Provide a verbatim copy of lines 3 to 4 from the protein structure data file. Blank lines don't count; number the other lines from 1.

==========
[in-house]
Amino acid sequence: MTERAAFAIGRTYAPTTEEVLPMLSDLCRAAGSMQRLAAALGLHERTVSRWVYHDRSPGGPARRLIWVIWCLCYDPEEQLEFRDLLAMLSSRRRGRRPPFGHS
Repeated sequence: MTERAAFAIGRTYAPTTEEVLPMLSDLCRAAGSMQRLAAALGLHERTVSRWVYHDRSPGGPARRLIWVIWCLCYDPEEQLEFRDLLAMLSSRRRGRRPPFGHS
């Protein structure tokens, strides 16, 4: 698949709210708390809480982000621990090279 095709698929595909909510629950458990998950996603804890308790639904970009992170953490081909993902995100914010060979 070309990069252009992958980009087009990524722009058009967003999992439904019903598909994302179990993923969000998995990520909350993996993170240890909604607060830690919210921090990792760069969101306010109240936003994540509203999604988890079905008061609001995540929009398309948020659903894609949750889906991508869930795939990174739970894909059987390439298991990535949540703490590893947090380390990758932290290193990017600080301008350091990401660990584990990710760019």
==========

Repeated sequence: MTERAAFAIGRTYAPTTEEVLPMLSDLCRAAGSMQRLAAALGLHERTVSRWVYHDRSPGGPARRLIWVIWCLCYDPEEQLEFRDLLAMLSSRRRGRRPPFGHS
């Protein structure tokens, strides 16, 4: 698949709210708390809480982000621990090279 095709698929595909909510629950458990998950996603804890308790639904970009992170953490081909993902995100914010060979 070309990069252009992958980009087009990524722009058009967003999992439904019903598909994302179990993923969000998995990520909350993996993170240890909604607060830690919210921090990792760069969101306010109240936003994540509203999604988890079905008061609001995540929009398309948020659903894609949750889906991508869930795939990174739970894909059987390439298991990535949540703490590893947090380390990758932290290193990017600080301008350091990401660990584990990710760019």